The insignificant impact on banking crises, however, should be interpreted with caution. One of the possible explanations is that under the repressed financial regime, the government supports banks with an implicit or explicit blanket guarantee. This reduces the probability of an explicit banking crisis, although the banking risks may be even greater because of the moral hazard problem. In fact, government protection of banks could also increase the probability of a sovereign debt crisis or even a currency crisis before financial liberalization.

If financial liberalization significantly reduces the likelihood of financial crises, especially in middle-income economies, then why did some middle-income economies experience financial crises following liberalization? We further investigate whether the pace of liberalization, the supervisory structure, and the institutional environment matter for outcomes of financial liberalization.

We obtain three main findings. First, an excessively rapid pace of financial liberalization may increase financial risks. The net impact on financial instability depends on the relative importance of the “liberalization effect” and the “pace effect.” In essence, what the “pace effect” captures could simply be the prerequisite conditions and reform sequencing that are well discussed in the literature. Second, the quality of institutions, such as investor protection and law and order, also matter. International experiences indicate that investor protection can significantly reduce the probability of financial crises. Third, the central bank’s participation in financial regulation is helpful for reducing financial risks during financial liberalization. This is probably because central banks always play central roles in financial liberalization, especially in the liberalization of interest rates, exchange rates, and the capital account. If a central bank is responsible for financial regulation, its liberalization policies might be more cautious and prudent.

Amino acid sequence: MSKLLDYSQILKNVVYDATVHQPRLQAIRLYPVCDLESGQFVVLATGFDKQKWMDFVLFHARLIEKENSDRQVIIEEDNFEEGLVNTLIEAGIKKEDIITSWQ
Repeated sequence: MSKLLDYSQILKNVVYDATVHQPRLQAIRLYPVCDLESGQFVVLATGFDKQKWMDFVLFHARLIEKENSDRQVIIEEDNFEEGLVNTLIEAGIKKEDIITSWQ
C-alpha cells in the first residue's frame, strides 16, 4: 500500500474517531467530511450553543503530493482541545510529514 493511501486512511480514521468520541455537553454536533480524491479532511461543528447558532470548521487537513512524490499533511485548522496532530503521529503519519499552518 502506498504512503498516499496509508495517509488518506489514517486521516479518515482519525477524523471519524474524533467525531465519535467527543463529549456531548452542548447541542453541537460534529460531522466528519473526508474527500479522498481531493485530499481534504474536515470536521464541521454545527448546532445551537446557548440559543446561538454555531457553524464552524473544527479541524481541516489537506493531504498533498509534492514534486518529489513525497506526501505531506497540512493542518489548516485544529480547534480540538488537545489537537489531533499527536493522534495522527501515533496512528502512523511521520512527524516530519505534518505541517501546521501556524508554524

Our research findings offer important policy implications for the PRC. (1) Further financial liberalization is necessary not only for sustaining strong economic growth but also for containing or reducing financial risks. (2) Gradual reform may still work better than the “big bang” approach, and sequencing is very important for avoiding the painful financial volatilities that many other middle-income countries have seen. (3) The government should also focus more on improving the quality of other institutions, especially market discipline, to contain financial risks. (4) It is better for the central bank to participate in financial regulation. The new regulatory system should focus exclusively on financial stability and shift from regulating institutions toward regulating functions. It should also become relatively independent to increase accountability.

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About the Author 

This submitted article was written by  and  of Asia Pathways, the blog of The Asian Development Bank Institute was established in 1997 in Tokyo, Japan, to help build capacity, skills, and knowledge related to poverty reduction and other areas that support long-term growth and competitiveness in developing economies in the Asia-Pacific region.